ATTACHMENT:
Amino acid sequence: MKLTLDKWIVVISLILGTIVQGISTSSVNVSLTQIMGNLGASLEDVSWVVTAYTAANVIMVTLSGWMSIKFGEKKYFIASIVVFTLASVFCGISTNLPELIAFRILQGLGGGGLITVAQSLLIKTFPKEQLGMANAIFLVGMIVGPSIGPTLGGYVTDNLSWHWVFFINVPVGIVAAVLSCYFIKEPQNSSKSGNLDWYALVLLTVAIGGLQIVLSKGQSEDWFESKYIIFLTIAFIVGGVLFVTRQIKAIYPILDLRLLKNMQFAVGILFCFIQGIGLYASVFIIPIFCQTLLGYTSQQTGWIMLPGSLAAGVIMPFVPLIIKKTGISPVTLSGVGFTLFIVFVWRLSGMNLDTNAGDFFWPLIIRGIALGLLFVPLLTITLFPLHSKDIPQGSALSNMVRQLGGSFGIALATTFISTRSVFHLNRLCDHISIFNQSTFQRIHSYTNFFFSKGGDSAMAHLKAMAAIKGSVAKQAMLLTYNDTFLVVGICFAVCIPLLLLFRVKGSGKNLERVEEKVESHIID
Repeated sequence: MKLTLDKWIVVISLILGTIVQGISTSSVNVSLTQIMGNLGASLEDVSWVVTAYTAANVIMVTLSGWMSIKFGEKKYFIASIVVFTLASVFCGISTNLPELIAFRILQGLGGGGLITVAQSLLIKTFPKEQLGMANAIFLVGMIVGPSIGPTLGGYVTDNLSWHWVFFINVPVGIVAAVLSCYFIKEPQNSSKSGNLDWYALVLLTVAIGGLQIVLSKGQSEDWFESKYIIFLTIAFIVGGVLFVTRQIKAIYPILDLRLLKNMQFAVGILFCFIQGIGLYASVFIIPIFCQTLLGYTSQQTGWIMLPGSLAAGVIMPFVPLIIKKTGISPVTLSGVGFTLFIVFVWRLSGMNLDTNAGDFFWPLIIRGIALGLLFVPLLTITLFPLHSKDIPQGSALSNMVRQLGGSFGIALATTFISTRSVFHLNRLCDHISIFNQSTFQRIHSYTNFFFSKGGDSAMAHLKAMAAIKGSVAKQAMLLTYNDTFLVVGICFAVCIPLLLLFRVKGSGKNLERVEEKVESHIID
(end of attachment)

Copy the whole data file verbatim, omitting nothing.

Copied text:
Amino acid sequence: MKLTLDKWIVVISLILGTIVQGISTSSVNVSLTQIMGNLGASLEDVSWVVTAYTAANVIMVTLSGWMSIKFGEKKYFIASIVVFTLASVFCGISTNLPELIAFRILQGLGGGGLITVAQSLLIKTFPKEQLGMANAIFLVGMIVGPSIGPTLGGYVTDNLSWHWVFFINVPVGIVAAVLSCYFIKEPQNSSKSGNLDWYALVLLTVAIGGLQIVLSKGQSEDWFESKYIIFLTIAFIVGGVLFVTRQIKAIYPILDLRLLKNMQFAVGILFCFIQGIGLYASVFIIPIFCQTLLGYTSQQTGWIMLPGSLAAGVIMPFVPLIIKKTGISPVTLSGVGFTLFIVFVWRLSGMNLDTNAGDFFWPLIIRGIALGLLFVPLLTITLFPLHSKDIPQGSALSNMVRQLGGSFGIALATTFISTRSVFHLNRLCDHISIFNQSTFQRIHSYTNFFFSKGGDSAMAHLKAMAAIKGSVAKQAMLLTYNDTFLVVGICFAVCIPLLLLFRVKGSGKNLERVEEKVESHIID
Repeated sequence: MKLTLDKWIVVISLILGTIVQGISTSSVNVSLTQIMGNLGASLEDVSWVVTAYTAANVIMVTLSGWMSIKFGEKKYFIASIVVFTLASVFCGISTNLPELIAFRILQGLGGGGLITVAQSLLIKTFPKEQLGMANAIFLVGMIVGPSIGPTLGGYVTDNLSWHWVFFINVPVGIVAAVLSCYFIKEPQNSSKSGNLDWYALVLLTVAIGGLQIVLSKGQSEDWFESKYIIFLTIAFIVGGVLFVTRQIKAIYPILDLRLLKNMQFAVGILFCFIQGIGLYASVFIIPIFCQTLLGYTSQQTGWIMLPGSLAAGVIMPFVPLIIKKTGISPVTLSGVGFTLFIVFVWRLSGMNLDTNAGDFFWPLIIRGIALGLLFVPLLTITLFPLHSKDIPQGSALSNMVRQLGGSFGIALATTFISTRSVFHLNRLCDHISIFNQSTFQRIHSYTNFFFSKGGDSAMAHLKAMAAIKGSVAKQAMLLTYNDTFLVVGICFAVCIPLLLLFRVKGSGKNLERVEEKVESHIID